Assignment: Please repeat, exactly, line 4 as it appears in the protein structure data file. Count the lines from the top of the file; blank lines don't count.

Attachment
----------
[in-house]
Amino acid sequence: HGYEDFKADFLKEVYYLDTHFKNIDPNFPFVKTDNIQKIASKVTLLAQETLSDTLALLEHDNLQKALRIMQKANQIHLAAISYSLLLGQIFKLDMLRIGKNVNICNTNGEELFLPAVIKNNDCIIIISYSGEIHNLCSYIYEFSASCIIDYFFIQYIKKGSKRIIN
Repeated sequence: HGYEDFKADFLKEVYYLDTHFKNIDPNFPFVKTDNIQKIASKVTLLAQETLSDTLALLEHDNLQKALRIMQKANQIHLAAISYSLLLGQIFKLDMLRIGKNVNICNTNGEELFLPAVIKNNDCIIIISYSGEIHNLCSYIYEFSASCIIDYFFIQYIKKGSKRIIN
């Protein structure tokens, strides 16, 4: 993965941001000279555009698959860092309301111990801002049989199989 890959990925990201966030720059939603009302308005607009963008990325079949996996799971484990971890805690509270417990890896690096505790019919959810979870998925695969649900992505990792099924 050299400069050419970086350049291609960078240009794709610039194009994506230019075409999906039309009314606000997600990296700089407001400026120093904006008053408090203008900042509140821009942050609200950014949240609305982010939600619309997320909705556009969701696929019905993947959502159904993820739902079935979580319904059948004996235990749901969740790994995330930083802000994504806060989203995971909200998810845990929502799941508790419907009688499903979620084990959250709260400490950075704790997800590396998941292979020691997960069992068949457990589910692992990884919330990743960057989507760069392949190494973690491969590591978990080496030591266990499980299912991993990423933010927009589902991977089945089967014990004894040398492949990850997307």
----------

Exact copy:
């Protein structure tokens, strides 16, 4: 993965941001000279555009698959860092309301111990801002049989199989 890959990925990201966030720059939603009302308005607009963008990325079949996996799971484990971890805690509270417990890896690096505790019919959810979870998925695969649900992505990792099924 050299400069050419970086350049291609960078240009794709610039194009994506230019075409999906039309009314606000997600990296700089407001400026120093904006008053408090203008900042509140821009942050609200950014949240609305982010939600619309997320909705556009969701696929019905993947959502159904993820739902079935979580319904059948004996235990749901969740790994995330930083802000994504806060989203995971909200998810845990929502799941508790419907009688499903979620084990959250709260400490950075704790997800590396998941292979020691997960069992068949457990589910692992990884919330990743960057989507760069392949190494973690491969590591978990080496030591266990499980299912991993990423933010927009589902991977089945089967014990004894040398492949990850997307």